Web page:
Sunday, December 22, 2013

A Close Run Thing - Maurice AAR

Under a setting sun, the infidel invaders withdraw from the battlefield.  The carnage and cries of the wounded are terrible to behold.  Black tempered, the Sultan has retired to his tent and few are of a mind to recount the Battle of Alt Hahnfeld.

Lord Abercrombie of Brittanica is a great commander, of that, there is no doubt.  He caught our Anatolian army as it was making its way inland.  The Sultan was eager to give battle and send the infidels fleeing but Abercrombie chose the battlefield well. Our left flank was crowded by a swollen stream. Our center was dominated by forest to the left and right. Plowed fields choked our right. Because of the disrupting terrain, the Sultan was limited to attacking through narrow channels in the center, right or left. The Sultan chose to deploy most the army in march column and wait for his irregulars to seize the woods and drive the enemy back.
It seemed like a good plan on the drawing board. 
The morning hours were dominated by the sound of sporadic gunfire as the Anatolian irregulars harassed and pressed the enemy irregulars.  Despite a 2 to 1 advantage, we had great difficulty driving the enemy back or opening up the center.  They would give no ground and soon, Nazim's sharpshooters came streaming to the rear.  Neither shouts nor swords could stem their shameful rout.  Seeing an opportunity, the enemy cavalry put their stirrups in and rushed our stalled columns.  In confusion, our Mad Head irregular cavalry prematurely charged out of the woods into the path of the enemy. To protect the Sultan's columns of foot, they chose to stand their ground rather than flee.
Dead men walking!

It took the enemy two charges to run them down and slay them to the man.  In that time, the Sultan moved his infantry columns out of the path of the enemy charge.  Well, most of his infantry.  The Sultan was shocked to see the 24th Blues stuck in column formation in the path of the enemy charge. They'd gotten into a bit of terrain and were no longer a part of the main force.  As a result they never received the order to advance. The redcoats made short work of them as well. Finally, our cavalry mustered into a battle line and countercharged. They sent the winded enemy flying.  But not before losses were inflicted and the Sultan's battle plans upset.  
Columns just before changing formation to lines.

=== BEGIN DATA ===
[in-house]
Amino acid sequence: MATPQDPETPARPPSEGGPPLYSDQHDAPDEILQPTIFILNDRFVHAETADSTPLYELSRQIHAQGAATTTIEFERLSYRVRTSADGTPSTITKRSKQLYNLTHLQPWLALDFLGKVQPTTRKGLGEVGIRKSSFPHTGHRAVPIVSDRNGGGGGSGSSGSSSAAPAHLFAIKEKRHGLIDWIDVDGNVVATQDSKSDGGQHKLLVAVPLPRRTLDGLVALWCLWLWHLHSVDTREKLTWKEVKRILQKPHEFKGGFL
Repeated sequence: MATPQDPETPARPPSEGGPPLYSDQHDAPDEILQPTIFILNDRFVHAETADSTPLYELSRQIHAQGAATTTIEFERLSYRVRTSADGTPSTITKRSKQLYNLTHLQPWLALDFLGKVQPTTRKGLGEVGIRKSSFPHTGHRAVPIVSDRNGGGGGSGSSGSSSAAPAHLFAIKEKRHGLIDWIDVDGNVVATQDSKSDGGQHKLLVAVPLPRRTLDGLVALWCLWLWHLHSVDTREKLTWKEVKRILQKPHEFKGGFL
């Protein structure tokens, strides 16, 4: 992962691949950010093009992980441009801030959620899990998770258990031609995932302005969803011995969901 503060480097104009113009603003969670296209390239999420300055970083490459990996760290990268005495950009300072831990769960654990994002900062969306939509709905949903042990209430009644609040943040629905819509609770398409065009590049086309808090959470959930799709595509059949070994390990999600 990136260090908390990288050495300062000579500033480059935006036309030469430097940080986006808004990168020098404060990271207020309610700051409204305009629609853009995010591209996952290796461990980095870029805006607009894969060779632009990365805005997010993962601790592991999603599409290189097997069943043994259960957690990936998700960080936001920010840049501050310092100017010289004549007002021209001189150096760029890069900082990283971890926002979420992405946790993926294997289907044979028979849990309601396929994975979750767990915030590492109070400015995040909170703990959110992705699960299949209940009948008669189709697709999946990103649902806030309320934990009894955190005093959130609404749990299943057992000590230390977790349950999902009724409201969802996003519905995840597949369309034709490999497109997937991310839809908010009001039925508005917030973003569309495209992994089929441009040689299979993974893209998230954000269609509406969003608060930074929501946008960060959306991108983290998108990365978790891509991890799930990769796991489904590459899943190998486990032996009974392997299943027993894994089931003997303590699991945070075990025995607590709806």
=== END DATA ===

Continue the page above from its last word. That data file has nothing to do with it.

It fell to the Sultan's Red Guards to save the day. After moving up in column, they fell into a battle line and went straight at the enemy.  At the point of attack, they swept all before them. With both armies nearing the breaking point, an enemy officer cried "All in boys, all in!" and bravely charged our Red Guards. The Sultan's best were able to stand firm against two consecutive charges.  Failing to break our lines, the enemy lost heart and began to flee. Lord Abercrombie asked for terms and the Sultan quickly granted them.
The redcoats charge the Sultan's Red Guards
After two charges, only the Red Guards remain standing.
As the Sultan, I did a poor job of maintaining force integrity and had units tripping over one another trying to advance through a narrow clearing in the center of the board.  One of my favorite things about Maurice is how you're generally limited to activating a single force in a turn.  If you split up your forces, you'll find you can't worry about the single unit of infantry or cavalry left behind.  Fortunately, this was a problem for my opponent Mark as well since we're both rusty at Maurice. Maison du Roi was a key National Advantage as my 2 Guard units did the heavy lifting in the game.

Mark did a great job with terrain deployment.  Dropping terrain in the middle to jam me out the gate was a trick I've not seen before. Sending cavalry in is always a risk in this game but with my foot strung out in march column, it was a great call.  The heroics of my irregular cavalry slowed him down for 2 turns and also nicked him up a bit so it was as they say, a close run thing.

Too late for Sofie's Paint Blog and her Saturday Paint Table post, I've got a shot at what's on my table.  It's a SAGA/Dux Brit commish with the always wonderful Gripping Beast figures. After a long run of 15mm, it's good to be back to 28s.  
Here's hoping Santa puts a few new warbands in my stocking for Christmas, and yours too if that's what you want.  If I paint 10 SAGA factions, I believe the 11th is free!  Perhaps I should go back and read the fine print at the Gripping Beast website.